NCPA - National Center for Policy Analysis


May 30, 2006

In France, it takes lots of work merely to be allowed to work. Just ask Louis Vuitton. The iconic luxury goods maker recently hired 70-odd new employees so that starting last month it could keep its flagship store on Paris's Champs Elysées open on Sundays. You'd think a country with 10 percent unemployment, and more than double that in the immigrant projects that went up in flames last fall, would be thrilled to see a private company create new jobs. You'd be wrong, says the Wall Street Journal.

The problem is that French labor laws put strict restrictions on Sunday operations. Though the churches are mostly empty and France is a "secular" republic, the Sabbath is sacred.

To survive in this market, one needs to be creative, says the Journal:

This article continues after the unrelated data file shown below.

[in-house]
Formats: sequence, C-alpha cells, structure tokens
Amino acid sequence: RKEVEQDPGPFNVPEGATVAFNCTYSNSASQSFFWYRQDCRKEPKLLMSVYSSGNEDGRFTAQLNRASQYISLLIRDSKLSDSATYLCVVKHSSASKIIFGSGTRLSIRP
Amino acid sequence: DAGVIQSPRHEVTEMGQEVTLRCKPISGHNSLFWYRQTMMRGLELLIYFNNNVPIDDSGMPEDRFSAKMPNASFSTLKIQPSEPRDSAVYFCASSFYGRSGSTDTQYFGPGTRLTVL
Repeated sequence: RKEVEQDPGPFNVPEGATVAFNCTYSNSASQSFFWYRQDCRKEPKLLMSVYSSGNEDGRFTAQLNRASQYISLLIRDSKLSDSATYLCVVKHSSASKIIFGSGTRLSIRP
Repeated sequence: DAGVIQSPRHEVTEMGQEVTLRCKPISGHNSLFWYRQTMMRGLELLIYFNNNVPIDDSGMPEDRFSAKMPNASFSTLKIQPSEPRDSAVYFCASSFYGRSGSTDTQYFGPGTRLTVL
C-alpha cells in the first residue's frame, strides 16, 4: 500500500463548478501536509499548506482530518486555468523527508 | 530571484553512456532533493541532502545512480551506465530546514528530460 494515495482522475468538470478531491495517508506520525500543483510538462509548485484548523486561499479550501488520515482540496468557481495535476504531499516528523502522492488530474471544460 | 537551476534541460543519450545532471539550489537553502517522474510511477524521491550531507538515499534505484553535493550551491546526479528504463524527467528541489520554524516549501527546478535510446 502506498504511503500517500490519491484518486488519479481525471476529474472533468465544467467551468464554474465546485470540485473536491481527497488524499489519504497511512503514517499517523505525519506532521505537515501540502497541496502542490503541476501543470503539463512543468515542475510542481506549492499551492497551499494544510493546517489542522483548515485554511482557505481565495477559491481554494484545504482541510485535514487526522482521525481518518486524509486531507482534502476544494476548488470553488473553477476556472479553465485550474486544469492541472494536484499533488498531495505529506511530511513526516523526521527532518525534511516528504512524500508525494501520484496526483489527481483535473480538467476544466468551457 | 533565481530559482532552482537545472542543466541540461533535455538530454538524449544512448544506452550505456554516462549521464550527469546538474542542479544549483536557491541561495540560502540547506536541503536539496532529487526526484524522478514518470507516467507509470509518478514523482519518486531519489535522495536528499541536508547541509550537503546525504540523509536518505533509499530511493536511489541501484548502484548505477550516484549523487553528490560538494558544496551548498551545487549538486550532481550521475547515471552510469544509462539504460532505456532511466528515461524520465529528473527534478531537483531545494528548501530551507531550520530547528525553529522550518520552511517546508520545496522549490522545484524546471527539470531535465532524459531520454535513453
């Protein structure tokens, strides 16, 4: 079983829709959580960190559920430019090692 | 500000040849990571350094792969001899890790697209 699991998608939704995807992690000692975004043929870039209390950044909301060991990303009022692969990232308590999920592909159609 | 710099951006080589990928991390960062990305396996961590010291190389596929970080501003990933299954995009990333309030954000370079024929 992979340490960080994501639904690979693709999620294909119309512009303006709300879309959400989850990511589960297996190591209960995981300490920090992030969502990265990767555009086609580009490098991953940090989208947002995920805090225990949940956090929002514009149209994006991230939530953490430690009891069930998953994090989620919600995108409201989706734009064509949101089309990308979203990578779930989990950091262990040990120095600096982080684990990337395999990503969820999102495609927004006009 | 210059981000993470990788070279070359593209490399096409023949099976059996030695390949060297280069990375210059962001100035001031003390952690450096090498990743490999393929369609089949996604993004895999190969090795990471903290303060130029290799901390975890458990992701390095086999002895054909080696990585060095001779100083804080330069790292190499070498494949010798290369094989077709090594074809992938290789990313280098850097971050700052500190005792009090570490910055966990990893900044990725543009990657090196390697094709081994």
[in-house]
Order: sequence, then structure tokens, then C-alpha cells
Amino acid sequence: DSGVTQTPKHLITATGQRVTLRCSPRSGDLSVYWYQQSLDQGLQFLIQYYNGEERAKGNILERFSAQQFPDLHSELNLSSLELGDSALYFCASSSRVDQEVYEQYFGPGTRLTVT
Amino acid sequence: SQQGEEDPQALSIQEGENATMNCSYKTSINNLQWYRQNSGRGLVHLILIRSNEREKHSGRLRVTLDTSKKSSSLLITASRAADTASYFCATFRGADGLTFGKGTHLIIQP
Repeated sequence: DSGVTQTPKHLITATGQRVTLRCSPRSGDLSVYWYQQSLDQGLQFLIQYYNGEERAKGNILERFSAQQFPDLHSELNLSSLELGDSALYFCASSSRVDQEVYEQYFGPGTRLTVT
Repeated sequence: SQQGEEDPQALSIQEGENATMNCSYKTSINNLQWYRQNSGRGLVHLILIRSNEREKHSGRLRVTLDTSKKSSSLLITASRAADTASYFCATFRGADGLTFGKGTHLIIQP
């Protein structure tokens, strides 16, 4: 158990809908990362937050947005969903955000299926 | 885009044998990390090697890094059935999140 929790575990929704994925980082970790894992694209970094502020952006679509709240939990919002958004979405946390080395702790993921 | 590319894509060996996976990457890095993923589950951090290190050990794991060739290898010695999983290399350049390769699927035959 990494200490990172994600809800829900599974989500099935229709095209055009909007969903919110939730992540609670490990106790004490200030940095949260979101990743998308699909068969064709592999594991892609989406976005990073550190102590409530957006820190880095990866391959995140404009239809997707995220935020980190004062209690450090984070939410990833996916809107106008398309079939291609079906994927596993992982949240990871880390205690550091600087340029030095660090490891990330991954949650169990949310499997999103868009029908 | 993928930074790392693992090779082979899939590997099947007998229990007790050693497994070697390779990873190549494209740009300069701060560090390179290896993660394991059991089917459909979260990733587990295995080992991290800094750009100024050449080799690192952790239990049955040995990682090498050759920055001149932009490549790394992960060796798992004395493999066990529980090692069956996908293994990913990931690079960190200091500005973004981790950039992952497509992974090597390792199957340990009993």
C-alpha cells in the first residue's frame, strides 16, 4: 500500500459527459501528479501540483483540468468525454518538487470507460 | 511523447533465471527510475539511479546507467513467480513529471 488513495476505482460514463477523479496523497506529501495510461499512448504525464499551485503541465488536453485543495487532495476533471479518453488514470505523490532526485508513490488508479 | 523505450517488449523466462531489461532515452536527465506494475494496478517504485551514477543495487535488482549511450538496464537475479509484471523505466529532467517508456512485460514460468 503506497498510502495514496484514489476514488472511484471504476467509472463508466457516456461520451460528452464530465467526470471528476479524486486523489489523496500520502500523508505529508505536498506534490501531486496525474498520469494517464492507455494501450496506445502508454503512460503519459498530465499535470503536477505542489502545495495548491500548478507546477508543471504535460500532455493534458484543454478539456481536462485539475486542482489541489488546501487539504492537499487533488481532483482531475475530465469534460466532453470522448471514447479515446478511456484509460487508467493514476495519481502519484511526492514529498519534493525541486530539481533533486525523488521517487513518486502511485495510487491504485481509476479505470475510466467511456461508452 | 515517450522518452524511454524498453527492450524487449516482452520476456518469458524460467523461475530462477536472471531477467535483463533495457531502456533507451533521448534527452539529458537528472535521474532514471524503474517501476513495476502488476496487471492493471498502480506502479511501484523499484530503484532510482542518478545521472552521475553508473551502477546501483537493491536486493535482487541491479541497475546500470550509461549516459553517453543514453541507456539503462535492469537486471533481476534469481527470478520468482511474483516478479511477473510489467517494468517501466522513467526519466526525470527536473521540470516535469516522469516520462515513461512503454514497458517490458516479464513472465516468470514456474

• Louis Vuitton found a loophole in the rules, or so it thought. The city of Paris makes exceptions to the no-work-on-Sunday rules for restaurants, tobacco shops, owner-operated stores and -- eureka! -- museums.
  • So Louis Vuitton built a "cultural space" on the top floor devoted to company history and art exhibitions, winning permission to stay open.
  • Each Sunday, some 6,000 or so visitors who stop by to look at chic handbags can also check out a few objets d'art.

France's trade unions won't have any of it, says the Journal:

  • The French Confederation of Christian Workers, a union that doesn't actually have any members employed at the store, has sued parent company LVMH Moet Hennessy Louis Vuitton to force it to close on Sundays.
  • The union says the handbag purveyor is breaking the law -- and setting a worrying precedent -- with a "fake" museum designed to circumvent rules protecting workers.

Source: Editorial, "The Luxury of Labor," Wall Street Journal, May 25, 2006


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